Delivering the keynote address at the conference, Mr. KS Kasi Viswanathan, Chairman, PaperTech 2014, and Managing Director, Seshasayee Paper and Boards Limited, said, “PaperTech focuses on efficient use of raw material, energy and water… . The quality of power is also important: A pump tripping at a paper mill can cause a major monetary loss… . Our key focus areas include energy and water efficiency, generation of wealth from waste, increasing renewable power generation, meeting PAT and RPO requirements and improving process operations to become environment friendly. We have to learn to conserve water and energy and use raw material judiciously – it’s a matter of survival now.”
Mr. Viswanathan also highlighted the good work being done by CII: “So far we have released six manuals. We went to some of the paper mills in the country and after identifying and understanding the best practices they follow, presented adequate information on the practices through our manuals and website. Our focus areas include energy efficiency, waste to energy, renewable energy, water conservation and environmental improvement. Obviously, these practices have been actually implemented; they are not theoretical. All of them are technically feasible and financially viable, and their replication potential is quite high. We just need to fine tune them and explore the possibility of implementing them at our plants. And I sincerely thank these paper mills for sharing their best practice case studies with us.”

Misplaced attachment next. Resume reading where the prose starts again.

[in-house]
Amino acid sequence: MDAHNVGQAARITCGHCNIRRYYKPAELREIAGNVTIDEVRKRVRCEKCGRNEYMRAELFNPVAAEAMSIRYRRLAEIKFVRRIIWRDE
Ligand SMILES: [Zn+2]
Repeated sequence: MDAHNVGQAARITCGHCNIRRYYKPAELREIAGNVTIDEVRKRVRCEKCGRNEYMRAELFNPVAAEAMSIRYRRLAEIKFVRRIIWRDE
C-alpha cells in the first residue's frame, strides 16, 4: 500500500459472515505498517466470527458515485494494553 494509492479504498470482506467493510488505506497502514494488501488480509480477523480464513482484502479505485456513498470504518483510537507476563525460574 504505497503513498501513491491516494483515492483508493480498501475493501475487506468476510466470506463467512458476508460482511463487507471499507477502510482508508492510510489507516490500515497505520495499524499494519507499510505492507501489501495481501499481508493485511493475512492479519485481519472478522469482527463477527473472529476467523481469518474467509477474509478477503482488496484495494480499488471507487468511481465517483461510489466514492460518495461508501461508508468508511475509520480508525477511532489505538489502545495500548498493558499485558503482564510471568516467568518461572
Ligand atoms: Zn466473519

Giving his special address at the conference, Mr. W. Michael Amick Jr., President, International Paper India, said, “International Paper has been part of my life. I am a third-generation employee. As a matter of fact, my youngest son is now fourth generation employee at International Paper at one of our mills in southern Alabama. We are a 116-year-old company and I’ve been around since 1998. We have a global footprint, operating in over 25 countries around the world – in places such as China, Brazil, North America, Europe, Russia and most recently, a couple of years ago, up here in India. About 75 per cent of our company has a packaging footprint and paper remains at 25 per cent. We are primarily a North America-based company, and 70 per cent of our earnings come out of North America and the other 30 per cent come out of the rest of the world. It’s really been a transformation for us over the last 30 years…